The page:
All Eyes On Namibia As Host of the 19th Rangeland Forum (allAfrica.com)

The eyes of the world will turn to Namibia on September 15-17 when she will host the 19th annual Namibian Rangeland Forum.

This year’s prestigious event will be held at the Out of Africa Lodge, Otjiwarongo with local and international speakers tackling one of the most sensitive topics, for Namibia that is experiencing another year of drought, while prospects for good rains in 2016 remain doubtful according to some forecasts.

The forum will focus on adapting to climate unpredictability and climate change, along the whole value-chain, while the country remains in the grip of consecutive droughts.

At last year’s forum a N$11.6 million grant from the European Union (EU) was announced to kick-start the implementation of the country’s first National Rangeland Management Policy and Strategy (NRMPS), that could change the face of rangeland management in arid Namibia forever.

The government in 2012 approved the multi-million dollar project and the multi-faceted programme will be implemented over a period of four years. It will consist of a Rangeland Advisory Committee and a Rangeland Coordinating Unit, with the Namibian Rangeland and Bush Encroachment Forum as the overarching body.

A UN delegation will be present again and feedback will be given about six projects, which are being financed by the EU. These include the establishment of a coordinating unit under the grant made by the EU to the Namibia Agricultural Union (NAU) for the implementation of the National Rangeland Policy and Strategy.

Most of the projects relate to the improvement of rangeland, adapting to the effects of climate change and combating de-forestation.

The programme officer of the EU delegation, Laura Imbuwa, is excited about the overall goal of the project. She says the programme will enhance the speedy implementation of the NRMPS amongst all natural rangeland users in Namibia, improve rangeland condition and resilience, and reduce the vulnerability of rural resource users to the impact of climate change, drought and desertification.

Mecki Schneider, chairperson of the Livestock Producers Organisation (LPO), says the specific objective of the action is to effectively and efficiently coordinate the implementation of the NRMPS at national and regional levels. He stresses the importance of government carrying on with the project after the initial four years to enable Namibian farmers to practice good rangeland management, as the country strives to improve productivity per hectare and limit bush encroachment and soil erosion. “These challenges are further increased by climate change,” he notes.

Another project is the Rangeland and Marketing Development Support Project in which Meatco Foundation is the lead applicant and Co-operative Agriculture Namibia the co-applicant. The six regional areas are Kunene North, Omusati, Oshana, Ohangwena, Oshikoto and Kavango East and West and the project duration will be thirty months.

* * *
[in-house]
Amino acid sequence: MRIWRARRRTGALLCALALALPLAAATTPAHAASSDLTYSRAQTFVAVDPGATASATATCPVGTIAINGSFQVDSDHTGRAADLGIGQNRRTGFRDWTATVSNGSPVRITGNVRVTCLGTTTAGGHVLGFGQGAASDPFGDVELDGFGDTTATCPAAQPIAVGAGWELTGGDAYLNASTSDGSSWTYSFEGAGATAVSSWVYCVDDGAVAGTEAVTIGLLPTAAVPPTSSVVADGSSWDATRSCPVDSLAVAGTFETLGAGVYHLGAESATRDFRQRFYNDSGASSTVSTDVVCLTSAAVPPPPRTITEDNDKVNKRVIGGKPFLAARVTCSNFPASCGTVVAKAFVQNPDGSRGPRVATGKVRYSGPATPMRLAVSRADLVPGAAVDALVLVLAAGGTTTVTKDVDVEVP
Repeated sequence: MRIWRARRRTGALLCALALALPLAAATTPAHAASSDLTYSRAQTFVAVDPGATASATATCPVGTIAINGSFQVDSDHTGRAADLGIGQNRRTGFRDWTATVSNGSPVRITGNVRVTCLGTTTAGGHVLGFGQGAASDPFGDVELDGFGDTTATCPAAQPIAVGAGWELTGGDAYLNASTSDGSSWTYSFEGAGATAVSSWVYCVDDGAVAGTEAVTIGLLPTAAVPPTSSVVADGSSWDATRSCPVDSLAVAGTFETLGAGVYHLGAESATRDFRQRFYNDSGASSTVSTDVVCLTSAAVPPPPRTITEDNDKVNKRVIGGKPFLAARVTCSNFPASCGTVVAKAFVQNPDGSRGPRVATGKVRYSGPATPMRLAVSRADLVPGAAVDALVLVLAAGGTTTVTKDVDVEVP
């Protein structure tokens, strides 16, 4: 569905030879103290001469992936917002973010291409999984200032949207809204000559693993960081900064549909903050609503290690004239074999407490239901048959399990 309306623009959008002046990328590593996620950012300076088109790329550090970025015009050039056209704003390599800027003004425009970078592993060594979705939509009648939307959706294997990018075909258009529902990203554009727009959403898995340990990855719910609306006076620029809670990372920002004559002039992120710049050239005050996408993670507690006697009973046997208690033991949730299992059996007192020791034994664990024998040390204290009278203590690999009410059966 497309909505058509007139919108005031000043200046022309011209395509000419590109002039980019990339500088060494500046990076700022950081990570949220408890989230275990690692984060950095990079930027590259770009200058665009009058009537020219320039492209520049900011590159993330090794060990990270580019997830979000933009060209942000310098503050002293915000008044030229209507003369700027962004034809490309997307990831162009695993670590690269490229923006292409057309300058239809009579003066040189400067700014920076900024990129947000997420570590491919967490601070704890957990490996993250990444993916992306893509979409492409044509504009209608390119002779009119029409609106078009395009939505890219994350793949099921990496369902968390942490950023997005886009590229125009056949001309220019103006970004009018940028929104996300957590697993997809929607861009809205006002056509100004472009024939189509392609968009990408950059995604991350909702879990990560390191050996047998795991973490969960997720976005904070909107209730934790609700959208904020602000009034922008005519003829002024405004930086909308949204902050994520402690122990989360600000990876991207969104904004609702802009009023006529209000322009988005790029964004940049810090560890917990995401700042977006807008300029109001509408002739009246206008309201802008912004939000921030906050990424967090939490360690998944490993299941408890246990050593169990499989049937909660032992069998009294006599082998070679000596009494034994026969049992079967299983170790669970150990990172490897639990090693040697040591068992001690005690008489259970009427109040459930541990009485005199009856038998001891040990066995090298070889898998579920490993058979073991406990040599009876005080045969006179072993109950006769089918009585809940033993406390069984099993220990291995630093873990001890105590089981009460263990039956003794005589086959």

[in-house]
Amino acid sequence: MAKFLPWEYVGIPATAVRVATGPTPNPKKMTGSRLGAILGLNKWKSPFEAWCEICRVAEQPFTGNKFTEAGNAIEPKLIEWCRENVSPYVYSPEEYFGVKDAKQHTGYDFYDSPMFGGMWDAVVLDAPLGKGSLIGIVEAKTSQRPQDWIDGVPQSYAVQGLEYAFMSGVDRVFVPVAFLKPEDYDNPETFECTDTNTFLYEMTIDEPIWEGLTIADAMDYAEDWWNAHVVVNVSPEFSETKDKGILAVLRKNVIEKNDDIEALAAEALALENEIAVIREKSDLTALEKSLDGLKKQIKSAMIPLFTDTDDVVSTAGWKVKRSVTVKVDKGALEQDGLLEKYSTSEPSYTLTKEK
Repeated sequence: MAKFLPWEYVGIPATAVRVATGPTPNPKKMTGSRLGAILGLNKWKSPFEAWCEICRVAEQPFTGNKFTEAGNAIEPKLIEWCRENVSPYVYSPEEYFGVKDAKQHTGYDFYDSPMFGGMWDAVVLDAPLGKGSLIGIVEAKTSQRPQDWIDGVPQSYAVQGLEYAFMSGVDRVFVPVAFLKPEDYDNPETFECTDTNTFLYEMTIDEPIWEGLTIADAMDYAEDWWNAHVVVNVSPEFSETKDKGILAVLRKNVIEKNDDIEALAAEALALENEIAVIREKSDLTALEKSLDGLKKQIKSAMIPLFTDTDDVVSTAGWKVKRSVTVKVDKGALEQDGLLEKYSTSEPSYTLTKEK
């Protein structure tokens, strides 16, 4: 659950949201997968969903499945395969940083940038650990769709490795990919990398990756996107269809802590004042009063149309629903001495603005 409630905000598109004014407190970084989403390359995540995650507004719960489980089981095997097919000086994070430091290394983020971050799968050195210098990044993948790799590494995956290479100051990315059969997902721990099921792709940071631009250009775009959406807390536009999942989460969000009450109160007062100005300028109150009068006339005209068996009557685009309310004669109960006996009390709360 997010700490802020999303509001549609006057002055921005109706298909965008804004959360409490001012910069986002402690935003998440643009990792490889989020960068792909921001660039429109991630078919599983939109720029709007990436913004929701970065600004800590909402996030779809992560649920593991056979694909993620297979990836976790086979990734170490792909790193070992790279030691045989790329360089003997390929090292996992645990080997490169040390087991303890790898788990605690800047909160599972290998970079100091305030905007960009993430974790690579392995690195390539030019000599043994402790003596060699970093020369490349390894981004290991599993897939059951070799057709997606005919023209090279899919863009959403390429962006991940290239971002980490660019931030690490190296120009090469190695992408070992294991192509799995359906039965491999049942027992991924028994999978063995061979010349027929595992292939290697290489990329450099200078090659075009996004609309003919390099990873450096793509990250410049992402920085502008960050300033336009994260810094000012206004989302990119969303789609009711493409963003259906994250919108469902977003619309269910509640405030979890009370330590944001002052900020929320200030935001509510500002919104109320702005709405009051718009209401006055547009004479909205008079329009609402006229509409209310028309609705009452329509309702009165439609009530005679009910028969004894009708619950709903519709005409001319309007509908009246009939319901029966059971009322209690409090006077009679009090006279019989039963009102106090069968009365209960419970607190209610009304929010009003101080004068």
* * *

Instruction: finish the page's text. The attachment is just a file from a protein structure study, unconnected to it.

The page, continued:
The project hopes to improve the active involvement of key regional players in all seven regions to climate adaption activities through implementation of regionally appropriate responses, improved uptake and application of best practice rangeland management policies, improved herd production, improved marketing options and more receptive sellers in at least 30 grazing areas.

Other issues to be addressed include increased awareness of cropping best practices, the development of synergies with croplands and livestock, as well as local level land use planning, grass poaching, fire control and other key issues that affect livestock and rangelands.

Both initiatives hope to train and expose key stakeholders through regional meetings to agree on locally appropriate key messages and material for rangeland, livestock, marketing, cropping and local land use planning.

This year’s event will see renowned local and international speakers addressing issues, such as the implementation of the national rangeland policy and strategy, EU-funded regional co-operatives in seven Northern Communal Areas, the full chain of production, and the EU-funded project for climate change adaptation by San in two Conservancies

Local expert and independent consultant Dr Axel Rothauge will address combatting desertification in the arid northwestern Namibia and presentations will be delivered on early warning systems for rangeland production, as well as the application of drone technology to rangeland management.

Predictions of different climate change models for Namibia will be discussed and Hugh Pringle will address the audience on how rangeland producers can better manage climatic variability and change.

Mecki Schnieder will speak about livestock producers’ perspective on adapting to climate unpredictability and Jerome Boys will present the results of rangeland research conducted since 2004 at Sandveld Research Station.

Various speakers will then address topics, such as their experiences of coping with drought, management of rangelands for hay-harvesting, a case study from Otjimanangombe on communal areas, interpretation of observations and potential for natural sequence farming, as well as case studies of various farms in the communal areas.